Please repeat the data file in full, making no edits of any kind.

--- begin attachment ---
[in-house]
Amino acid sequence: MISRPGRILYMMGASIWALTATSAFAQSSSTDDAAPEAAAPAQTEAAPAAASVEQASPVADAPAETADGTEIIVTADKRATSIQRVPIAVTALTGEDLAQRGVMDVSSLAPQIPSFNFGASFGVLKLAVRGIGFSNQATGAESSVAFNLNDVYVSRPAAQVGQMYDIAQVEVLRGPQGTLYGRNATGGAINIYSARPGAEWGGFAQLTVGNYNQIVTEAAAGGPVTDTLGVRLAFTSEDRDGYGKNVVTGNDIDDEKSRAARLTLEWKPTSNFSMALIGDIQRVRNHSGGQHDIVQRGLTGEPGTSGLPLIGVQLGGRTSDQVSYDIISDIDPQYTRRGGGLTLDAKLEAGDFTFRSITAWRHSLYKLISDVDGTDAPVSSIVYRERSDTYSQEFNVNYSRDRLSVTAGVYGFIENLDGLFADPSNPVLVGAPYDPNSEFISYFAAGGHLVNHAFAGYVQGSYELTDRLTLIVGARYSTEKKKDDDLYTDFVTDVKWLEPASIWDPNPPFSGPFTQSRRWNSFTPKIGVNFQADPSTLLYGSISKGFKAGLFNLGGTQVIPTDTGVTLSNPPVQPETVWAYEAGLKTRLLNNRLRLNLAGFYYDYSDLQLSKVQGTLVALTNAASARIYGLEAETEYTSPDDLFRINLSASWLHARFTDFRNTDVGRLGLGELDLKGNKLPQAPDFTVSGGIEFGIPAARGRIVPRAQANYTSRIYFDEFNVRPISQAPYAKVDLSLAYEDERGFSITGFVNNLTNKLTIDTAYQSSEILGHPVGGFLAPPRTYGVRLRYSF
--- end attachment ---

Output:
[in-house]
Amino acid sequence: MISRPGRILYMMGASIWALTATSAFAQSSSTDDAAPEAAAPAQTEAAPAAASVEQASPVADAPAETADGTEIIVTADKRATSIQRVPIAVTALTGEDLAQRGVMDVSSLAPQIPSFNFGASFGVLKLAVRGIGFSNQATGAESSVAFNLNDVYVSRPAAQVGQMYDIAQVEVLRGPQGTLYGRNATGGAINIYSARPGAEWGGFAQLTVGNYNQIVTEAAAGGPVTDTLGVRLAFTSEDRDGYGKNVVTGNDIDDEKSRAARLTLEWKPTSNFSMALIGDIQRVRNHSGGQHDIVQRGLTGEPGTSGLPLIGVQLGGRTSDQVSYDIISDIDPQYTRRGGGLTLDAKLEAGDFTFRSITAWRHSLYKLISDVDGTDAPVSSIVYRERSDTYSQEFNVNYSRDRLSVTAGVYGFIENLDGLFADPSNPVLVGAPYDPNSEFISYFAAGGHLVNHAFAGYVQGSYELTDRLTLIVGARYSTEKKKDDDLYTDFVTDVKWLEPASIWDPNPPFSGPFTQSRRWNSFTPKIGVNFQADPSTLLYGSISKGFKAGLFNLGGTQVIPTDTGVTLSNPPVQPETVWAYEAGLKTRLLNNRLRLNLAGFYYDYSDLQLSKVQGTLVALTNAASARIYGLEAETEYTSPDDLFRINLSASWLHARFTDFRNTDVGRLGLGELDLKGNKLPQAPDFTVSGGIEFGIPAARGRIVPRAQANYTSRIYFDEFNVRPISQAPYAKVDLSLAYEDERGFSITGFVNNLTNKLTIDTAYQSSEILGHPVGGFLAPPRTYGVRLRYSF